A few days ago, after some heavy rains, I headed on down to Henry Coe State Park to see what the park looked like after recovering from several years of drought.
As hoped, and expected, the park was full of life and water!
After going as far as Coit Horse Camp. I turned around and headed back to the Grizzly Gulch area. In that area, at a precise location that I won’t easily divulge, is a very overgrown road to the old “White Cabin”.
It is a fascinating old cabin, with great views. The park staff know about it, of course, but it’s not well known. The “visitor markings” dated from 1952 to 2011, that I could see. (I guess newer ones are called “graffiti” or “vandalism” and the older ones are “historic”? Are petroglyphs just “old graffiti”? I’m being facetious…leave your spray cans and pens at home!)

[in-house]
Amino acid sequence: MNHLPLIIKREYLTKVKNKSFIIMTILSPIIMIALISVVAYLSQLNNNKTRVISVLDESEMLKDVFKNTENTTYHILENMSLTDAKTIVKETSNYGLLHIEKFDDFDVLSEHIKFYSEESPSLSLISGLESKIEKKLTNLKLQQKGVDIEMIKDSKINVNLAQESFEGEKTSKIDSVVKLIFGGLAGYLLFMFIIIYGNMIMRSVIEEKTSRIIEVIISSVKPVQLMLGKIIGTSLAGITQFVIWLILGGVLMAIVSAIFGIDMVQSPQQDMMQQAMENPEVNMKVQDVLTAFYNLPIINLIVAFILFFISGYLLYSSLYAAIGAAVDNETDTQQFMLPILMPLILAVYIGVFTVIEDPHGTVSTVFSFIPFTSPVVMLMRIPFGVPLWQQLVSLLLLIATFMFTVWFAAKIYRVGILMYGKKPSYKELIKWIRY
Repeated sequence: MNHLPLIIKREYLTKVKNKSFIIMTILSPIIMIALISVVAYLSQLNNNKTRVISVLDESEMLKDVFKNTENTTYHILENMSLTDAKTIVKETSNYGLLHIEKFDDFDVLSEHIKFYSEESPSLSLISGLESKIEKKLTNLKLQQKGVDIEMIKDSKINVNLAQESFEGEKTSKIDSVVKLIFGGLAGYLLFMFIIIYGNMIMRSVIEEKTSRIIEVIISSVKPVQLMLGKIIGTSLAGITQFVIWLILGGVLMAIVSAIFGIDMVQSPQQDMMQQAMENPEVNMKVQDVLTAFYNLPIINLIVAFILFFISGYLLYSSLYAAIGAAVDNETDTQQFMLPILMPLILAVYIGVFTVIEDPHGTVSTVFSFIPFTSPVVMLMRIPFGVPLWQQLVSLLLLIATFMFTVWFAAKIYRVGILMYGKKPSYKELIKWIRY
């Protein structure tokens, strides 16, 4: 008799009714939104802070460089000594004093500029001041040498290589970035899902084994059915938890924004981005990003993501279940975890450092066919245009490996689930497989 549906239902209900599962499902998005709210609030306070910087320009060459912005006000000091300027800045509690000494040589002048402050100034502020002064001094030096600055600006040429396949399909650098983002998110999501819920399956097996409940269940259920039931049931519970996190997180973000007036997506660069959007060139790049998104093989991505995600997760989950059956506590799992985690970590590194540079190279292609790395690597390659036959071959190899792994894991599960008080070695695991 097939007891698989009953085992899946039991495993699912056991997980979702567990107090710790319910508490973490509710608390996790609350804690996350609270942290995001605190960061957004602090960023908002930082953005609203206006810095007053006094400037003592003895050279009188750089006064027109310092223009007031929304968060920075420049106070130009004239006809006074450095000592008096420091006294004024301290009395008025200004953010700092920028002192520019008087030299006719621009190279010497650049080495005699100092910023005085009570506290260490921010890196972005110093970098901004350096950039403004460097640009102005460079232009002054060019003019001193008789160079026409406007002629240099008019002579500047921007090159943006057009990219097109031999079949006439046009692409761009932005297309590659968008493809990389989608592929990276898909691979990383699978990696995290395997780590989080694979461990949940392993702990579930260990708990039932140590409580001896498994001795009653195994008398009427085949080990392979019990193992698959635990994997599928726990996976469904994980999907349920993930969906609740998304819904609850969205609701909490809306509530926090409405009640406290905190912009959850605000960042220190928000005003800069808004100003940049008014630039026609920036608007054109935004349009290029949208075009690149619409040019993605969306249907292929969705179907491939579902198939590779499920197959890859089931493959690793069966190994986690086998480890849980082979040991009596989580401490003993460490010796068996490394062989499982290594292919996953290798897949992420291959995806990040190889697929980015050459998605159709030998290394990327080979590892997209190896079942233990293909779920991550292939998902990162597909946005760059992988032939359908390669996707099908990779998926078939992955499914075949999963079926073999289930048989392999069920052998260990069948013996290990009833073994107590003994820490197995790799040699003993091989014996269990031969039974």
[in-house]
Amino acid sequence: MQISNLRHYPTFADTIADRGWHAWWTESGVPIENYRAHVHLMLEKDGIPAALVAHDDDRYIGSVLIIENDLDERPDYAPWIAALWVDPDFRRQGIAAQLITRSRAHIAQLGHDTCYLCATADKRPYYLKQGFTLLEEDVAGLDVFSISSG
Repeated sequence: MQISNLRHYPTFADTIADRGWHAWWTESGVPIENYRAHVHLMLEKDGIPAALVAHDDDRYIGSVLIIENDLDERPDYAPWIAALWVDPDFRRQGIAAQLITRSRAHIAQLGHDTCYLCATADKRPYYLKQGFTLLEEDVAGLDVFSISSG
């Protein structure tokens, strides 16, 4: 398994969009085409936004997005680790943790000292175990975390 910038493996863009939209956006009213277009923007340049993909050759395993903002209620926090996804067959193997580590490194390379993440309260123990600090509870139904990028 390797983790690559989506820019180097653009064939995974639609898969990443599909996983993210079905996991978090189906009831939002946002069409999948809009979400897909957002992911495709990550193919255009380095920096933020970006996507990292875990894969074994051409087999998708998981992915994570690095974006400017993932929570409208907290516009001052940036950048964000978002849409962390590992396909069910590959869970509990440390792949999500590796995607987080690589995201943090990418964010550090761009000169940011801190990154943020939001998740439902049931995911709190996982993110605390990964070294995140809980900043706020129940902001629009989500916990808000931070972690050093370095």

The cabin is on a steep hillside, under some very mature trees. I expect that if/when there’s a fire in this area, the cabin (and it’s history) will not be protected very well.
Anyway, that was my day, exploring from the Coyote Creek gate, with the park being the wettest it’s been in years.
(I’ve writen about Henry Coe many times before. If you want to explore for the first time, look here, then ask me questions! (The HQ Visitor’ Center is a great spot for your first visit.) http://coepark.net/pineridgeassociation/